SR: That this exuberant prosperity could not last. I mean, nobody could foresee exactly the drama with which it would end, in that apocalyptic moment, but the idea that this golden age couldn’t go on seemed obvious. And I think Fitzgerald felt that about the Jazz Age, and he’s also writing about this gilded moment, which is doomed. And he writes about his gilded people as doomed people. And I think he could see that. And when his books came out many people dismissed them as being gossipy and superficial. And now they’ve come to, of course, see it as almost poetry about that moment. I think Fury is a damn good book actually, and it was the worst received, I think, of my novels. And a certain amount of that I think was just territorial.
AS: Why is he coming into our territory, our turf, or whatever American critics felt.
AS: The book has all kinds of meanings I didn’t see ten years ago. And its critique of the American distractions of the years 1999–2000 is very funny.
SR: I think it stands up, and I think all you can do is hope that time will validate the work.
AS: Do you think that any realist fiction can capture today’s reality, whether it’s set in India, America, or wherever, or is that just not a worthwhile project anymore?
SR: Worthwhile only depends on the genius of the artist. I can see if there were a Balzac or a Zola, there’s no reason why not. I think the closest we have to that is Jonathan Franzen. But I have not myself found it interesting to go that way. I mean, some of these books . . . Shalimar is 95 percent realistic, with a little flavor, a little pixie dust dropped on it, and Fury is mostly a naturalistic novel but with a science fiction story within the story. So sometimes you resort to realism because it seems like the right instrument to use to tell the story you have to tell. I don’t have a kind of ideological position about it. My view is that I’ll use the instruments that help me make the music, and those can be different each time.
AS: Your language seemed less insistently exuberant in your last two novels than I’ve seen it before. Do you agree with that? Shalimar and Enchantress.
SR: Ah no, no, I think Shalimar is a very stripped-back novel, linguistically and otherwise; it’s a novel where I deliberately tried to strip everything down. But I think in Enchantress the language is very rich.
AS: Do you think your writing and politics have become more conservative since your move to America? I’m thinking of the essay collections—Imaginary Homelands in 1991 compared with Step Across This Line in 2002; or The Jaguar Smile, your 1987 travelogue of Nicaragua, generally defending Daniel Ortega’s socialist regime, compared to Fury, which decries the excesses of capitalism’s spectacles but in a gently mocking way.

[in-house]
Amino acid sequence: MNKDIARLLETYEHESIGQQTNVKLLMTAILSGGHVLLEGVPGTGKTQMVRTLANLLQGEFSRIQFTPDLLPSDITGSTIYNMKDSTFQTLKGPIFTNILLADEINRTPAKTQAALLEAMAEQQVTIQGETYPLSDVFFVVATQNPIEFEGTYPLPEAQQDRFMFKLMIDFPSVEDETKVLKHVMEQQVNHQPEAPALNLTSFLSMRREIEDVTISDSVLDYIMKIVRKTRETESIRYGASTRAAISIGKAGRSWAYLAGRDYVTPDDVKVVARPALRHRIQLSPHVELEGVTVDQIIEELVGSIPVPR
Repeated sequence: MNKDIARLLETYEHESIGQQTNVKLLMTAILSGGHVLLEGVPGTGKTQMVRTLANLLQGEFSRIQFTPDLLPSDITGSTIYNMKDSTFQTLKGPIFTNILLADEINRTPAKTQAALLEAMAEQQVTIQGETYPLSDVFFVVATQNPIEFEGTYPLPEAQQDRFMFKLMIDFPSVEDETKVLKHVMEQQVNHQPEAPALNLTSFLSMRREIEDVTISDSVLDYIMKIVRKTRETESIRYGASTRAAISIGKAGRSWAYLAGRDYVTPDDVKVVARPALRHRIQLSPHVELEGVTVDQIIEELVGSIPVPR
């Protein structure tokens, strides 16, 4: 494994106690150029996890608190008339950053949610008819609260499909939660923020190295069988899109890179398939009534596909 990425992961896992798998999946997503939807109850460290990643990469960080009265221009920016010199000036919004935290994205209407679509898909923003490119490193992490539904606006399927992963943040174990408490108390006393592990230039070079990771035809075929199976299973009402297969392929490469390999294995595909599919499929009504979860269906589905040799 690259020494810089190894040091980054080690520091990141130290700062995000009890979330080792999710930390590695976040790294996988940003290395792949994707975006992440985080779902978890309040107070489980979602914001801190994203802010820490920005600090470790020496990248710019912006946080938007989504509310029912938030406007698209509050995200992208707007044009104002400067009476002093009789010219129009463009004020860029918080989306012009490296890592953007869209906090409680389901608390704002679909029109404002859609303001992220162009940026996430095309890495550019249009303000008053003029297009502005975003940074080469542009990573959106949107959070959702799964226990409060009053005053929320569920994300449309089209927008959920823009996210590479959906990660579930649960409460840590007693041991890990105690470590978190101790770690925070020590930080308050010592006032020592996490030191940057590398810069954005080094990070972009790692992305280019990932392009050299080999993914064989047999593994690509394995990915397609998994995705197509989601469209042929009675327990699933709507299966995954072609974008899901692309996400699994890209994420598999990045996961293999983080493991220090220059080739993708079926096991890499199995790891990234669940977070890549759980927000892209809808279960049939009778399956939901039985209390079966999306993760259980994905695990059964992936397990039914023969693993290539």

SR: Conservative? I don’t know what that means anymore. I don’t think I’m part of the American conservative project at all. Because I detested the Bush administration. What I think is that there are many things that I care about which the Old Left, the liberal consensus, has got very wrong. And I think clearly in the area of religious intolerance, it seems to me as if there’s a section of the left which is so anxious to be anti–American foreign policy that it finds itself getting into bed with people it shouldn’t be in bed with, such as those who use religion in the Muslim world to oppress their own people. And if you object to that, then you’re called a neoconservative. But I don’t think that it should be only a conservative project to criticize and detest the radicalism of the Islamic world. That should be something that progressive voices should be doing. If you’re interested in liberty and human freedom, and expanding the possibility of human beings, then you should object to the politics that restricts those and not leave it to the conservatives to do it. This ought to be a progressive politics, and it seems very weird to me that somehow it isn’t. I don’t think I was ever left-wing in the way that someone like Christopher Hitchens was left-wing—I was never Trotskyist, never a member of a Communist groupuscule. I’ve always been somebody who values the idea of independent thought, and I just want to think things out and say what I think, and then people can decide whether that’s left or right, and I frankly don’t care. I’m just trying to understand the world I live in and respond to it as truthfully as I can. And I’m not an ideological person. I don’t have a left- or right-wing ideology. But I think I have, or I try to have, a clear eye. And I think what we want from our artists is that. You don’t want them to pick up flags and wave them around. I’m not particularly interested in writers whose politics show too clearly.